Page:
Laboratory testing to monitor scrapedown oils is a primary method used to inform adjustment of lubrication levels. Each of the oil majors provides a drain oil analysis programme; Exxon Mobil’s Signum Oil Analysis and Shell’s Rapid Lubricants Analysis heighten savings by monitoring the engine to determine its sensitivity to particular parameters, optimise lube oil feed rate, and improve maintenance management and extension of overhaul periods.
Flame Marine’s service is perhaps the best-known independent provider of detailed diagnostics. The company estimates that over-lubrication of cylinder lubricating oil in slow speed two stroke marine diesel engines can cost over US$100,000 per year per ship.
There are two main challenges in adopting this approach in isolation. Firstly, results depend upon engineers understanding how to draw and test a representative sample. Secondly, inherent delays accompany the collection of information, meaning a costly repair opportunity could be inadvertently missed.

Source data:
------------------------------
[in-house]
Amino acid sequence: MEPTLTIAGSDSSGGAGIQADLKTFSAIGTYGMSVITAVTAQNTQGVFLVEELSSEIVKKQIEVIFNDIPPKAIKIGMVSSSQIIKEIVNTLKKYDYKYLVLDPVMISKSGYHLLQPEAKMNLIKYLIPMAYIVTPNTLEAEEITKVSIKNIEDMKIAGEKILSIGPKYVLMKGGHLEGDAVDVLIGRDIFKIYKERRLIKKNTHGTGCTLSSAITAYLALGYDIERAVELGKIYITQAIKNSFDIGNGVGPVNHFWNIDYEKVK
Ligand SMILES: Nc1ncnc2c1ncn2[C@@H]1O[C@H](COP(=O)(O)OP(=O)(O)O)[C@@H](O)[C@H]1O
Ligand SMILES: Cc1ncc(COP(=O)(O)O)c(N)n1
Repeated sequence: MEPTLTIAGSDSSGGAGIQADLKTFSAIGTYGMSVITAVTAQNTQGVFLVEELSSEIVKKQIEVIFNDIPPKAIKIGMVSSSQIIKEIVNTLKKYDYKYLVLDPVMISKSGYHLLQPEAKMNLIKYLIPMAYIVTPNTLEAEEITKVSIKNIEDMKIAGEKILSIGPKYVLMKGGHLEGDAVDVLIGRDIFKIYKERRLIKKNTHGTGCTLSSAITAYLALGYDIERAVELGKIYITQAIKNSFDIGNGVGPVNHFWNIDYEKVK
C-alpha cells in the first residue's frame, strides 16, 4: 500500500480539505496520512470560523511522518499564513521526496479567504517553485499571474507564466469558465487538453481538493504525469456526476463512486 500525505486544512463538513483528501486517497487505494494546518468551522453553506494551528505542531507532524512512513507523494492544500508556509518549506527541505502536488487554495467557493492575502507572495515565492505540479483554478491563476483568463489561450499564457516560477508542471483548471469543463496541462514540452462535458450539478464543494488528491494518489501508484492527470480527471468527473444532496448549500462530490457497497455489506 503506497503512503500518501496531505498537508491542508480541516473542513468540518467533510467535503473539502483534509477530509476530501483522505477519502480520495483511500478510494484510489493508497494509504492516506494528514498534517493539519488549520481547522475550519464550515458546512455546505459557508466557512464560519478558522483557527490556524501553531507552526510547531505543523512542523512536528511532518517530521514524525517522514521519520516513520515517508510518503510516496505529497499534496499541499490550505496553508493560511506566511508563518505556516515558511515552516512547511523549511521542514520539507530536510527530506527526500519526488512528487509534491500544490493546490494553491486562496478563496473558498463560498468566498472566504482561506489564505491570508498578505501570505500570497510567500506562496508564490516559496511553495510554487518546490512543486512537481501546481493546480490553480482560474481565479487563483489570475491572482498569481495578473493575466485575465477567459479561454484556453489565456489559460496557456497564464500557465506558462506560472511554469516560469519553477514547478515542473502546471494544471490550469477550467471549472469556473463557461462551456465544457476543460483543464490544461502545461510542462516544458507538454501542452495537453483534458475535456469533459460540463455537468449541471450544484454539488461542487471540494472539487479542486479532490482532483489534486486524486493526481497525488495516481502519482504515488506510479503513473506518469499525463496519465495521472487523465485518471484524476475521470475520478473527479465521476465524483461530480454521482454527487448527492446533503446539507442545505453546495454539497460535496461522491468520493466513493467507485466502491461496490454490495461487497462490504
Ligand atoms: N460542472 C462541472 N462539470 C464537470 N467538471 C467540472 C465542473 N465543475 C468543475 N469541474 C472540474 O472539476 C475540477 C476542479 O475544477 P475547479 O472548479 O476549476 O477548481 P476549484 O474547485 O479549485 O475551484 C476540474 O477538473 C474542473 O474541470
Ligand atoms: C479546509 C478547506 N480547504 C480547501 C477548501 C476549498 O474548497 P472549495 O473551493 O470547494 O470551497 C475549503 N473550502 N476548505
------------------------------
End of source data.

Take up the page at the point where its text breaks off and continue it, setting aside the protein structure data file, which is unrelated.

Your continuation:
The Shell Onboard Alert and Exxon Mobil Scrapedown Analyser are portable, touch screen devices, helping monitor cylinder liner wear by providing daily onboard measurement and recording of metallic iron content in scrape down oil.
Although wear rate is monitored by measuring magnetic iron particles, these devices do not monitor corrosive iron oxide particles. To manage this, Total Base Number should be measured post fuel switching, ensuring sufficient additive content.
Constant real-time monitoring is arguably the ultimate tool for safely optimising cylinder lube oil feed rate by improving efficiency.
Parker Kittiwake’s LinerSCAN, used by companies including AP Möller-Maersk Group, Hapag Lloyd, Ernst Russ and Reederei F. Laeisz, informs feed rate reduction and helps achieve maximum penetration of the lubrication safety buffer.
Using magnetometry, LinerSCAN‘s sensors fit to each cylinder of the engine and report changes caused by abrasive wear, highlighting periods of increased physical or thermal stress. By monitoring change trends and wear particles in real time, engineers are alerted to escalating cylinder liner damage, facilitating a fast reaction time, enabling preventative maintenance during the ship’s passage to the next port, insuring against costly downtime.
LinerSCAN minimises liner wear, improves maintenance scheduling, decreases sampling and testing costs, and detects ingress of catalyst fines. With fuel testing agencies continuing to correlate declining sulphur levels, increasing levels of catalyst fines and subsequent engine damage, online testing to safeguard vessels from costly engine damage is crucial.